During my first trip, the brewery was beset by strollers: I counted six infants enjoying a day out while their folks enjoyed it more in the airy tasting room, with four-seater table tops, picnic tables and a small bar. Ship Bottom doesn’t serve food, so I brought along a panini and salad from Spice It Up, a store next door.
I sipped my way through a “wave”: a flight of four beers placed in a hard-carved, wooden surfboard. From left to right, there was the gentle Barnegat Lager, named for the lighthouse at LBI’s northern tip; a biting low-alcohol IPA named Stupid Paddle Boat; a pungent coconut porter; and a stout on nitro that made the world spin a little more slowly at 8.4-percent alcohol by volume.
I decided to give myself an excuse to sail back to Ship Bottom by arranging an interview with the head brewer, Jake Stablein.
Stablein met me on a sweltering Friday afternoon; the 31-year-old had just finished up an impromptu tour of the brewhouse, which along with the tasting room and gift shop is housed on the second floor of a busy shopping district called Bay Village.
The upbeat brewer had near shoulder-length wavy dark hair, black tortoise-shell glasses and something between stubble and beard. He emitted a beach vibe that was more genuine bliss than laid back guise.
Despite being from Denver, Stablein’s future in beer was far from being pre-ordained. In fact, wanderlust inspired him to go abroad instead of sticking around for college. Early dreams of becoming a chef were doused after negative experiences in kitchens where he worked the summer jobs that got him enough cash to head to Prague. There, he landed some jobs teaching English.
The beer Stablein had drunk up to this point was forgettable, and it wasn’t until he turned 21 and convinced his Czech friends to join him in Belgium that he grew to appreciate beer. “Over there it was no big deal to turn 21, but I told them it was important to me,” he said. Dubbels, tripels and saisons sparked something the culinary world could not.
Upon returning to Denver, Stablein made his own Belgian-style beers, and landed a gig at one of the city’s many homebrew stores. When a plan to create another such business in Delaware fell through, Stablein started working as an assistant brewer at Twin Lakes Brewing in Newport, Delaware.
That’s where he first crossed paths with Zarko, whose Ship Bottom Brewery was a small venture in Wallingford, Pennsylvania. Stablein used Twin Lakes’ equipment to wash Zarko’s kegs, and joined Zarko for some brew days. A few years later, after Stablein had left the state to work at Duck Rabbit Brewing in North Carolina, Zarko asked him to be his head brewer in Beach Haven.
“He was pretty smart and knew more about beer than I did,” Zarko, 50, said in a phone interview. “I talked to him about moving to the beach… With Duck Rabbit, I knew he was strong in stouts and IPAs. He had a lot to bring to the table and we talked about making interesting beers and making them the best we could. We’re striving to get better and better.”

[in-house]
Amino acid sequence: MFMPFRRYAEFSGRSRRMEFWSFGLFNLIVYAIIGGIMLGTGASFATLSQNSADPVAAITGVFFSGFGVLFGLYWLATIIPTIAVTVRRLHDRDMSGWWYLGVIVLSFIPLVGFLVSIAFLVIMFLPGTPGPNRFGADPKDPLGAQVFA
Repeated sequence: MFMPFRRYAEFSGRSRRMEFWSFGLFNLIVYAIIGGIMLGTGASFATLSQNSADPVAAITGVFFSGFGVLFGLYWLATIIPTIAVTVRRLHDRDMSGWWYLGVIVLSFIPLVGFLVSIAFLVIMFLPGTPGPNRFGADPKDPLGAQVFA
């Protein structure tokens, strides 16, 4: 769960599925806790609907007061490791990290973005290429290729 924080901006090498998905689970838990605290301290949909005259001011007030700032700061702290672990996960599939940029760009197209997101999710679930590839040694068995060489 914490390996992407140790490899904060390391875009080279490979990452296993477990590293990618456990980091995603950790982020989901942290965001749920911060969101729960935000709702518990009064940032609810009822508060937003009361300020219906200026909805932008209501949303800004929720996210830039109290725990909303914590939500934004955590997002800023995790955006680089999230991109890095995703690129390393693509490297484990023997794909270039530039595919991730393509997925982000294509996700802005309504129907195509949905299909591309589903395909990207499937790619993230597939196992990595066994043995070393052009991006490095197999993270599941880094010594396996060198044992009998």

Lure of the beach
Brewing in seasonal paradise has its obvious advantages, but some come in unexpected places. For example, the brewery’s soft water lends itself particularly well to lagers, which Stablein and an assistant brewer make. “Lagers are near and dear to my heart,” Stablein said.
Stablein doesn’t believe in playing with water’s mineral content, so he creates recipes to work around it for IPAs as well, including a New England IPA that emphasizes hops that produce a tropical fruit flavor. “Right now the soft and juicy thing is in, but I’ve always liked it,” he said.
Being central to foot traffic and thirsty tourists puts a spotlight on Stablein’s work. “We get blasted in the summer,” he said. “We get a lot of people who don’t normally drink beer, so we’re on the education part of it too. … People just end up walking in that would normally never come to a brewery.”
Stablein enjoys giving tours of the 15-barrel brewhouse; these tours used to be mandatory by state law, until lawmakers changed their minds this year, finding that it unfairly hamstrung the breweries.
Not wanting to be seagull-holed into one category of beers, Stablein makes sure to create a wide variety: 18 different brands in cans so far, and another four in bottles. Two of his best beers are dissimilar: Peach Cobbler is made with extract and is light and refreshing. The Shorty’s Copo Coconut Porter benefits from Stablein’s trial and error; the latest version incorporates coconut puree and extract to perfect the aroma and taste.
He makes use of sea salt from Barnegat Bay harvested by local restaurant Black Eyed Susan’s for his Mexican Cerveza with lime zest, and a Mango Gose, a collaboration with a Pennsylvania brewery.
For a spicy twist on IPA, Stablein uses a honey-habanero hot sauce from The Chicken or the Egg, another local restaurant. “It’s hard to explain,” Stablein said, then did what every beer writer dreams of: got us some samples. The “Chegg IPA” starts with a wave of honey sweetness that recedes and leaves behind a slight tongue burn.
Pairing beer with food is part of Stablein’s passion, working with local chefs and arranging for meaningful mixes. His top recommendation: Shack IPA and clam pot.
Ship Bottom is available on tap at local restaurants, in four-packs, by to-go crowler (beer poured from a tap into a can), and sometimes by bottle. One bottle was the Wooden Jetty Whiskey Barrel Stout; it’s intense, even for experienced drinkers, but for lovers of spirits, this 11.4 percent alcohol-by-volume might be exactly what you crave.
Brewery for all seasons